It is precisely because of these connections and a lack of trust that Tophoven believes the US didn't inform Pakistani authorities about the impending raid on the residential compound in Abbottabad, not far from a military academy. "I believe they kept Pakistan in the dark until the operation was well underway because they were worried that bin Laden would be tipped off."
This view is shared by intelligence expert Riedel: "Whether through incompetence or complicity, or more likely both, the Pakistani security establishment can not be trusted to fight al Qaeda. That is as true today as in 2011."
Irrespective of that, most experts agree the leak is unlikely to have the slightest effect on US-Pakistani relations. "For the next 12 to 24 months, these relations will be dictated by the constraints of the US withdrawal from Afghanistan," said Frederic Grare from the Washington-based Carnegie Endowment for International Peace.
Impact on domestic politics
Grare, however, thinks that Prime Minister Nawaz Sharif's newly-elected government should consider this report a blessing. “It accuses the Pakistani security establishment of incompetence which contributes to delegitimize the same security establishment, reinforcing, at least temporarily, the hand of the civilians in their dealings with the military," said Grare.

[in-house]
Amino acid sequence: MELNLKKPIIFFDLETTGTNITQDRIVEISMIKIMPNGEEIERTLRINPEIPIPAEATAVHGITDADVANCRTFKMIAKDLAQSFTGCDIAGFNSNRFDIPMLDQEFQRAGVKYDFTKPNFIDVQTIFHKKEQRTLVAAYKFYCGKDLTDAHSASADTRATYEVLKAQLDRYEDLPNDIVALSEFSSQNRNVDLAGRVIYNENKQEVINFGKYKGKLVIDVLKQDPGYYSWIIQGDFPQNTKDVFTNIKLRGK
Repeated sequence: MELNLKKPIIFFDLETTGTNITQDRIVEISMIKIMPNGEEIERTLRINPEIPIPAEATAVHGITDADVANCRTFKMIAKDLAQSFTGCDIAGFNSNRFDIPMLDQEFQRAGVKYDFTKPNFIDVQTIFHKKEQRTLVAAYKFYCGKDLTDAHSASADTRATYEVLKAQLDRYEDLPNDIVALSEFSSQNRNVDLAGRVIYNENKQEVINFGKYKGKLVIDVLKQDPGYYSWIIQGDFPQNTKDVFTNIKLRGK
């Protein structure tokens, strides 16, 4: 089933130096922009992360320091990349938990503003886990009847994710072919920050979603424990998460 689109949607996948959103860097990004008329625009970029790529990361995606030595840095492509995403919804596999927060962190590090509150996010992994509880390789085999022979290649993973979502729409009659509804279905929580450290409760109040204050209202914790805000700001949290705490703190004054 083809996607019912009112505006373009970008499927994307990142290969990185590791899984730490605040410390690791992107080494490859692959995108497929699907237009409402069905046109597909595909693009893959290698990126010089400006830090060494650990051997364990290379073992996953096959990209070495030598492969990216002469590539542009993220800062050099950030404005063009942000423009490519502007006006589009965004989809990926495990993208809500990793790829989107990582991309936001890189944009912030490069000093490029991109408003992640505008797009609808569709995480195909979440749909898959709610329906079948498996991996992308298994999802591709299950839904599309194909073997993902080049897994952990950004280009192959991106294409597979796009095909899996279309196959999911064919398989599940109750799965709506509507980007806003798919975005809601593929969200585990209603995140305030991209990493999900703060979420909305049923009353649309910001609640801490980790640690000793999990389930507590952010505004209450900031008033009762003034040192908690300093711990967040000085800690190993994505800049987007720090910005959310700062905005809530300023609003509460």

Michel Kugelman, a South Asia expert at the Woodrow Wilson International Center for Scholars, agrees: "The harsh criticism toward the military leadership is arguably the biggest takeaway from this report. It is exceedingly rare for the security establishment to come in for such harsh treatment from within Pakistan."
Kugelman points out that given the beating the military takes in the report, the new government will have "some added leverage should it choose to assert its independence from the military," particularly in the areas of security and foreign policy which are traditionally the domains of the military.
But Pakistani analysts doubt that the Pakistani military or the ISI officials are going to apologize to the nation or that Prime Minister Sharif will take the institutions or the persons involved to task.
'It's time to rein in the military'
"It is a clear indictment of the military and its agencies," senior Pakistani journalist and political commentator Saleem Asmi told DW. However, Asmi thinks that Sharif is not powerful enough to try the generals over their alleged involvement in a case which has caused the Islamic Republic a great deal of humiliation. "It is high time that the civilian authorities assert themselves and rein in the military."
Ghaffar Hussain, a London-based researcher and counter-terrorism expert, has a similar view. He told DW it was too early to expect that Sharif's government would confront the army. "He [Sharif] has just come to power. Though he has a strong political mandate, I don't think he would like to overstretch himself at the moment."
Unlike other experts, Hussain believes it is wrong to assume that the Pakistani military is a monolithic institution. "Even within the military there are factions which are doing different things." Pakistani activists have demanded a reaction from the government and expect it to implement the report's recommendations.